Is the Bull Market Worn From Battle?
Bears are sharpening their claws, ready to break this market during the thin holiday trading.
But some internal measures should give bulls pause before they assume this sideways action is a pause before another leg higher. Volume continues to be abysmal and is likely to further diminish as holidays approach. Of more concern is notable dissipation of any discernable market leadership.
The generals that led the charge -- Apple (AAPL), Amazon (AMZN), Goldman Sachs (GS), Google (GOOG), and flank commander Priceline (PCLN) -- are looking fatigued.
The charging battalions of the commodity sector have also lost their get-up-and-go momentum as oil and gold have given up substantial ground, and even the agricultural names such as Potash (POT) and Mosaic (MOS) have found their advances ground to a halt.
I'm no Dow theorist so not sure if it's a good thing that transports, notably airlines such as Continental (CAL), United (UAUA), and Southwest (LUV) have become outperformers. Lower fuel prices can only take you so far. To twist an old phrase, "It would be better to have higher price demand and hedge the margins than to have never flown at all." Basically, I don't want to be bullish on a market in which a money-losing industry is considered one of the better investment opportunities. (See also, Airline Stocks Ready for Takeoff)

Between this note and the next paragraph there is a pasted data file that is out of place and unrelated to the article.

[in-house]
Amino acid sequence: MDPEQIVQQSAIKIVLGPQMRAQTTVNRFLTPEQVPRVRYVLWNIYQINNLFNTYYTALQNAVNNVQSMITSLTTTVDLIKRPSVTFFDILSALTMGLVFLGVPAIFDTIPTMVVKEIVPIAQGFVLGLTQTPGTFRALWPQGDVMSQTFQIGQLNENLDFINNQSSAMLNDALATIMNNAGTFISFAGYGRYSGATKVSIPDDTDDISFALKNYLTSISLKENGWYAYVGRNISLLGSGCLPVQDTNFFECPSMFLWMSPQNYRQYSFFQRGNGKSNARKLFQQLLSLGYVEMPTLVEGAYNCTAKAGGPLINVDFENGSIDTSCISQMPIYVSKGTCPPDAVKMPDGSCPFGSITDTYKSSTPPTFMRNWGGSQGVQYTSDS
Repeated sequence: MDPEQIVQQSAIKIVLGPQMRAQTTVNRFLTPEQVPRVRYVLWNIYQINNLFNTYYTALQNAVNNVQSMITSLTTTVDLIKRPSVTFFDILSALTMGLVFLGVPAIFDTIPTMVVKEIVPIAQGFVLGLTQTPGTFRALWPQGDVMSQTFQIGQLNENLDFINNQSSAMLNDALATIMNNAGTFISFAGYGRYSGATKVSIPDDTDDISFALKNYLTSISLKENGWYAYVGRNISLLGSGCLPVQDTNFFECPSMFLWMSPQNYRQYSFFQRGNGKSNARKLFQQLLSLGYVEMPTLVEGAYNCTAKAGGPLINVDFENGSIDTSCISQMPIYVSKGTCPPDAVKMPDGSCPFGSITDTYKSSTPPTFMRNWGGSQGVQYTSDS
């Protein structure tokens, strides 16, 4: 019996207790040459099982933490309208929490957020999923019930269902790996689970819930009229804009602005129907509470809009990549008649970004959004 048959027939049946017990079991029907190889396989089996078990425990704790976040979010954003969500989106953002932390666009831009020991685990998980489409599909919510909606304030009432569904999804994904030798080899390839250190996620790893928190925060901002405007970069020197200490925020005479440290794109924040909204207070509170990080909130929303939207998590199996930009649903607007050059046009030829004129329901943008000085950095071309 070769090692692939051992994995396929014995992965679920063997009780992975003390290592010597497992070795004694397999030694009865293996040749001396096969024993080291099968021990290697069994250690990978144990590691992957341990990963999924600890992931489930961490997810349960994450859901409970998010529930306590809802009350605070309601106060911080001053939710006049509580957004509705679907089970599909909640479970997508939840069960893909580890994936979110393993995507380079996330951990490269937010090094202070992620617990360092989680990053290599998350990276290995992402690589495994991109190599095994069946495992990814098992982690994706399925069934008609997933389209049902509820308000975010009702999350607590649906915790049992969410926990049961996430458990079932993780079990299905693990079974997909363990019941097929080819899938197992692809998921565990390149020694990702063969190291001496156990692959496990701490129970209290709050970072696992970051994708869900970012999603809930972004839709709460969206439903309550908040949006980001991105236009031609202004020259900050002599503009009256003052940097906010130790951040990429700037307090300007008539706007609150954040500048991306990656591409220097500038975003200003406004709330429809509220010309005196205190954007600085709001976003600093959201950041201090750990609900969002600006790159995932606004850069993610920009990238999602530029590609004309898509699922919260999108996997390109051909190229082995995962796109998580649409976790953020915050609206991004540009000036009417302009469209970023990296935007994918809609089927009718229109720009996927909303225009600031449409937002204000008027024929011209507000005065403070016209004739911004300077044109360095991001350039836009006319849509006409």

If the market can't make a decisive move above the 1120 level early next week, this recent pause may be reason enough for the bears to brandish their paws and try to aggressively break this market during the thin holiday trading. And with decent profits in their pockets, the bulls might not want to enter the ring and decide to just call it a year.
Behold the Dollar
Of course, so many of these market moves are linked to the dollar.
The reversal in the dollar from a few days ago seems to be luring more traders looking to catch a major turn in the trend. This morning a massive block of 223,000 of the US Dollar ETF (UUP) March $23 calls traded in what looks like an opening purchase.
A similar large purchase occured in early November just prior to word that the UUP would temporarilty halt the issuance of new shares, which created a short squeeze and dislocation of the ETF from the cash markets.
See also, Dollar Is Key for Markets in 2010.
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